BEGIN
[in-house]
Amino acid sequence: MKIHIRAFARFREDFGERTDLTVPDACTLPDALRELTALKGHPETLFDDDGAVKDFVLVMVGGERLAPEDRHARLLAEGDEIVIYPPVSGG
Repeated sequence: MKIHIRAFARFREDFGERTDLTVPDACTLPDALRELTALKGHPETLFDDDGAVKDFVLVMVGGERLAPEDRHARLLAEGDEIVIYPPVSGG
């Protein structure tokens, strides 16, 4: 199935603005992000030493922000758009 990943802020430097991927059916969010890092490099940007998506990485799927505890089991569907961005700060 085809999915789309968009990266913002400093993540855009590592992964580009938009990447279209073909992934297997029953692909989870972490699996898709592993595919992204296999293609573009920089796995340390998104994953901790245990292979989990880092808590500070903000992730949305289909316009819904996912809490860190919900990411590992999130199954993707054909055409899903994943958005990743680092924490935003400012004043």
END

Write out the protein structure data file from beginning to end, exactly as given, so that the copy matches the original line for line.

[in-house]
Amino acid sequence: MKIHIRAFARFREDFGERTDLTVPDACTLPDALRELTALKGHPETLFDDDGAVKDFVLVMVGGERLAPEDRHARLLAEGDEIVIYPPVSGG
Repeated sequence: MKIHIRAFARFREDFGERTDLTVPDACTLPDALRELTALKGHPETLFDDDGAVKDFVLVMVGGERLAPEDRHARLLAEGDEIVIYPPVSGG
């Protein structure tokens, strides 16, 4: 199935603005992000030493922000758009 990943802020430097991927059916969010890092490099940007998506990485799927505890089991569907961005700060 085809999915789309968009990266913002400093993540855009590592992964580009938009990447279209073909992934297997029953692909989870972490699996898709592993595919992204296999293609573009920089796995340390998104994953901790245990292979989990880092808590500070903000992730949305289909316009819904996912809490860190919900990411590992999130199954993707054909055409899903994943958005990743680092924490935003400012004043």